A description of a lavish wedding in the Caucasus.
TO: STATE DEPARTMENT
DATE: AUGUST 6, 2006
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During lunch, Gadzhi took a congratulatory call from Dagestan's president, Mukhu Aliyev. Gadzhi told Aliyev how honored he would be if Aliyev could drop in at the wedding reception. There was a degree of tension in the conversation, which was between two figures each implicitly claiming the mantle of leadership of the Avars. In the event, Aliyev snubbed Gadzhi and did not show up for the wedding, though the rest of Dagestan's political leadership did.
¶11. (C) Though Gadzhi's house was not the venue for the main wedding reception, he ensured that all his guests were constantly plied with food and drink. The cooks seemed to keep whole sheep and whole cows boiling in a cauldron somewhere day and night, dumping disjointed fragments of the carcass on the tables whenever someone entered the room. Gadzhi's two chefs kept a wide variety of unusual dishes in circulation (in addition to the omnipresent boiled meat and fatty bouillon). The alcohol consumption before, during and after this Muslim wedding was stupendous. Amidst an alcohol shortage, Gadzhi had flown in from the Urals thousands of bottles of Beluga Export vodka ("Best consumed with caviar"). There was also entertainment, beginning even that day, with the big-name performers appearing both at the wedding hall and at Gadzhi's summer house. Gadzhi's main act, a Syrian-born singer named Avraam Russo, could not make it because he was shot a few days before the wedding, but there MOSCOW 00009533 003 OF 005 was a "gypsy" troupe from St. Petersburg, a couple of Azeri pop stars, and from Moscow, Benya the Accordion King with his family of singers. A host of local bands, singing in Avar and Dargin, rounded out the entertainment, which was constant and extremely amplified.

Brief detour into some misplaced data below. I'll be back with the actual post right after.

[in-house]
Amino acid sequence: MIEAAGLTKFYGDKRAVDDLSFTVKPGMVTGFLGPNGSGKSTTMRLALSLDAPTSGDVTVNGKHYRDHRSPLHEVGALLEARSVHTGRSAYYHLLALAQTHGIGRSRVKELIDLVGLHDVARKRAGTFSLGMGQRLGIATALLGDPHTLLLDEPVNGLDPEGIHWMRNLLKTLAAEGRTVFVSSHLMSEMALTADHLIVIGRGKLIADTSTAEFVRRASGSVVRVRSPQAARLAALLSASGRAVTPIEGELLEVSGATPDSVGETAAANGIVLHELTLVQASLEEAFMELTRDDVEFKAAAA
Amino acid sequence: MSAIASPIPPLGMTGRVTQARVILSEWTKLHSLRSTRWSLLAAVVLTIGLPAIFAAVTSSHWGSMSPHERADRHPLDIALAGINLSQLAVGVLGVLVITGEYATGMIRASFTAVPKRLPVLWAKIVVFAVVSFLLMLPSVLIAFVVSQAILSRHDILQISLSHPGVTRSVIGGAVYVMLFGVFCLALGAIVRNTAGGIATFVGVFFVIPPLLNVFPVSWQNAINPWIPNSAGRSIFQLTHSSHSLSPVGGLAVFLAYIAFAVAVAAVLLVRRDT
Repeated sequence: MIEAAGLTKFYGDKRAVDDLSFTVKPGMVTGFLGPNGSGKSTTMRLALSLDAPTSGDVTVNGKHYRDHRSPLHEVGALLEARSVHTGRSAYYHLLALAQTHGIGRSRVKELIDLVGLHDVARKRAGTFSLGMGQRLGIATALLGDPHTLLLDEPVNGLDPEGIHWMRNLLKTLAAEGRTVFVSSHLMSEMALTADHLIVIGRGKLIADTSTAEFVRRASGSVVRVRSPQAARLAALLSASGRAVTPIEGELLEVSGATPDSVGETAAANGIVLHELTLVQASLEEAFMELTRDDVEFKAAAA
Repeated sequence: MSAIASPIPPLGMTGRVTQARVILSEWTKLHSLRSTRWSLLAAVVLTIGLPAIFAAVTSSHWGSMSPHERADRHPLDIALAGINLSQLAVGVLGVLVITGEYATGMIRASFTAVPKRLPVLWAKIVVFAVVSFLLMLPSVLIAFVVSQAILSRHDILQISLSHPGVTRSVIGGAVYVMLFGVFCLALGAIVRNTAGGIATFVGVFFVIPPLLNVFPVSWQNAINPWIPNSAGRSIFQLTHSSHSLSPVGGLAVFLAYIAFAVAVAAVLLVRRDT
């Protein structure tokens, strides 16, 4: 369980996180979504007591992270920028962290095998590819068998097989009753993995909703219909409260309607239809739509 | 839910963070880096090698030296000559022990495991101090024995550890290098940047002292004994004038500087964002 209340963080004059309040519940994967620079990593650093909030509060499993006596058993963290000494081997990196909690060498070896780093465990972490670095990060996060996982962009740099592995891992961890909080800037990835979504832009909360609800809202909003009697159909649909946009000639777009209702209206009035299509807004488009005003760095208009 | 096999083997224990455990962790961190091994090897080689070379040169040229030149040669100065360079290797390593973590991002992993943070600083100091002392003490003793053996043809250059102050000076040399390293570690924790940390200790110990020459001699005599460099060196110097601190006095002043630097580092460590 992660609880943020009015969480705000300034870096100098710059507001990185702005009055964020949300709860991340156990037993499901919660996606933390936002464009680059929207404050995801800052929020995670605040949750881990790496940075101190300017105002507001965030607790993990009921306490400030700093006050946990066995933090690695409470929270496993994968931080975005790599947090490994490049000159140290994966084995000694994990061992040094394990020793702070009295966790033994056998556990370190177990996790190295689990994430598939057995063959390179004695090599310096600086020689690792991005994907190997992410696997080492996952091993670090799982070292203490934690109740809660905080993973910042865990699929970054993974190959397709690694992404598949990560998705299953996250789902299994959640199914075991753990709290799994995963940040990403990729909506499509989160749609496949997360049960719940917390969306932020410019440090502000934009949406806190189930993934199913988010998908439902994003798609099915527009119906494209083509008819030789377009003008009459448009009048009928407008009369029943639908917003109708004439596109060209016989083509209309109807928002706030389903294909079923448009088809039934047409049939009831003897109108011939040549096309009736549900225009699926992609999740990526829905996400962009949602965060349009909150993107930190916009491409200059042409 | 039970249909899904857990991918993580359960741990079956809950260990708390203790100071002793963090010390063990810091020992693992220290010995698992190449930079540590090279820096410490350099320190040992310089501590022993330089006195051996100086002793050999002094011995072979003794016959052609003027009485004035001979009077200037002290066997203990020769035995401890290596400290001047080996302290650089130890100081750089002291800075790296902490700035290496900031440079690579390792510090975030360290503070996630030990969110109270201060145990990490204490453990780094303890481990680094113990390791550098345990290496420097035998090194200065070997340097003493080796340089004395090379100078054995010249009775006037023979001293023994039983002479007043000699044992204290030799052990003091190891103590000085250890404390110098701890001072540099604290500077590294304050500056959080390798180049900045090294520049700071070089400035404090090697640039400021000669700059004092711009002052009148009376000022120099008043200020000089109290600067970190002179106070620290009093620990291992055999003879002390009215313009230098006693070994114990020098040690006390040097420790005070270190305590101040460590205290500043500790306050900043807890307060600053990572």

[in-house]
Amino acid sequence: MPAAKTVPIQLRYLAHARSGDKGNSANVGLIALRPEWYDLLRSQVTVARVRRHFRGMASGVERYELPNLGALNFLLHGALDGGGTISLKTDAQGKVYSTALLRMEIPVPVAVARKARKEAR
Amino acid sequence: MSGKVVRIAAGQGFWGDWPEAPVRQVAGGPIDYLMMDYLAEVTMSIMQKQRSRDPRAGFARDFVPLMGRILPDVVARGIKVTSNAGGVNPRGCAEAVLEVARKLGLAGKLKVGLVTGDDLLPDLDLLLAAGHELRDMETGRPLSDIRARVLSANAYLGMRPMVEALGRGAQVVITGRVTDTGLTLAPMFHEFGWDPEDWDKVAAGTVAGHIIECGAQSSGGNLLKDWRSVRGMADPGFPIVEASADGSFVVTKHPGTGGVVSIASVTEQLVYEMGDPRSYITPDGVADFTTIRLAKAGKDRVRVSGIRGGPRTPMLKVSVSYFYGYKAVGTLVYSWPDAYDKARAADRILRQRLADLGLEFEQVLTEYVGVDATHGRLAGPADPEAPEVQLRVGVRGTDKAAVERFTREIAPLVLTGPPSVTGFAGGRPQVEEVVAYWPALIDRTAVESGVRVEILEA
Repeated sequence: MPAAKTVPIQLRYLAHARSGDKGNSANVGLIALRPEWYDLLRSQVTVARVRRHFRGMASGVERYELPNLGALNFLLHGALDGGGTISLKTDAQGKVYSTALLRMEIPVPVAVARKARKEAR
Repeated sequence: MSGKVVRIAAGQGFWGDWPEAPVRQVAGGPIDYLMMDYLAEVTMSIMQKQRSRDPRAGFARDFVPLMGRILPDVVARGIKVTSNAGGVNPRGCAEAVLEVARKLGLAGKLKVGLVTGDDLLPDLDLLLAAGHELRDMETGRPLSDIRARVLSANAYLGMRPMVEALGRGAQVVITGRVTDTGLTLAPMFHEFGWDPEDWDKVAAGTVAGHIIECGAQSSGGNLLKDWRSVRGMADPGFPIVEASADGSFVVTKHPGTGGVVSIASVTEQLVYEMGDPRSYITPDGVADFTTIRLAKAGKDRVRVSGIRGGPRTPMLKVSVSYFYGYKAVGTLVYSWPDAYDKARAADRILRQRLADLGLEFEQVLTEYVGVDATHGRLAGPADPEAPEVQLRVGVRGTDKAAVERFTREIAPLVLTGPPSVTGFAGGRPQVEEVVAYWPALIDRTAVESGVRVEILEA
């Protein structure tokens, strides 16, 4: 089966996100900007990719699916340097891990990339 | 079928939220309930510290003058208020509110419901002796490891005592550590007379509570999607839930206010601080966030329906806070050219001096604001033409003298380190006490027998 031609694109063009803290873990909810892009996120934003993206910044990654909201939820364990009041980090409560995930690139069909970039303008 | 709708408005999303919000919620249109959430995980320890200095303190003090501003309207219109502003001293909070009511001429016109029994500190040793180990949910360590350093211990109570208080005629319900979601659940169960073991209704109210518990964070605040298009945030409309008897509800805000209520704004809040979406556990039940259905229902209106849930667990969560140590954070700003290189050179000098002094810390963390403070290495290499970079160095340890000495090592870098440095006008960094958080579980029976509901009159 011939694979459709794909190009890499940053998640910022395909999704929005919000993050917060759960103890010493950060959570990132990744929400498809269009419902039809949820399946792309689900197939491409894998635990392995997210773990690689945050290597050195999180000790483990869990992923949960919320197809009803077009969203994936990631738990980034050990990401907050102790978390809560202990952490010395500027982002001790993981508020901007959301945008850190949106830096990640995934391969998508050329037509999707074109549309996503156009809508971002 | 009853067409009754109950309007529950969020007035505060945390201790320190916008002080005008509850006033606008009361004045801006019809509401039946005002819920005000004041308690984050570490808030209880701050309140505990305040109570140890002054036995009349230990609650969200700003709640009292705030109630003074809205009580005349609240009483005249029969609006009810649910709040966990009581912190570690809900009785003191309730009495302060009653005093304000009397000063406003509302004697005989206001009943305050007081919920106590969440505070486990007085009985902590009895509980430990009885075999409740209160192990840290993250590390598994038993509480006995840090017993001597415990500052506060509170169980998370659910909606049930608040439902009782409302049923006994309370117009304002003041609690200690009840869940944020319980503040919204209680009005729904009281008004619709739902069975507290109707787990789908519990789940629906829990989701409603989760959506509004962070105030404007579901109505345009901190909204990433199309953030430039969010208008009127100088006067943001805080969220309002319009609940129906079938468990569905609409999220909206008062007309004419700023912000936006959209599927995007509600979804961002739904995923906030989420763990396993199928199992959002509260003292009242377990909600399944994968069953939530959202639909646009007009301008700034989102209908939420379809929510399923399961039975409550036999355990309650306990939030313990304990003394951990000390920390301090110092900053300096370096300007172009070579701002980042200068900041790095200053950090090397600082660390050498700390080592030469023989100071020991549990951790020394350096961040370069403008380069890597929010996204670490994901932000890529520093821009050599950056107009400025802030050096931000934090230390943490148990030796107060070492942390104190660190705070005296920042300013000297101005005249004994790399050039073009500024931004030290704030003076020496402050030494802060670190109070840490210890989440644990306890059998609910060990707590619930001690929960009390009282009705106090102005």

¶10. (C) The main activity of the day was eating and drinking -- starting from 4 p.m., about eight hours worth, all told -- punctuated, when all were laden with food and sodden with drink, with a bout of jet skiing in the Caspian. After dinner, though, the first band started an informal performance -- drums, accordion and clarinet playing the lezginka, the universal dance of the Caucasus. To the uninitiated Westerner, the music sounds like an undifferentiated wall of sound. This was a signal for dancing: one by one, each of the dramatically paunchy men (there were no women present) would enter the arena and exhibit his personal lezginka for the limit of his duration, usually 30 seconds to a minute. Each ethnic group's lezginka was different -- the Dagestani lezginka the most energetic, the Chechen the most aggressive and belligerent, and the Ingush smoother.
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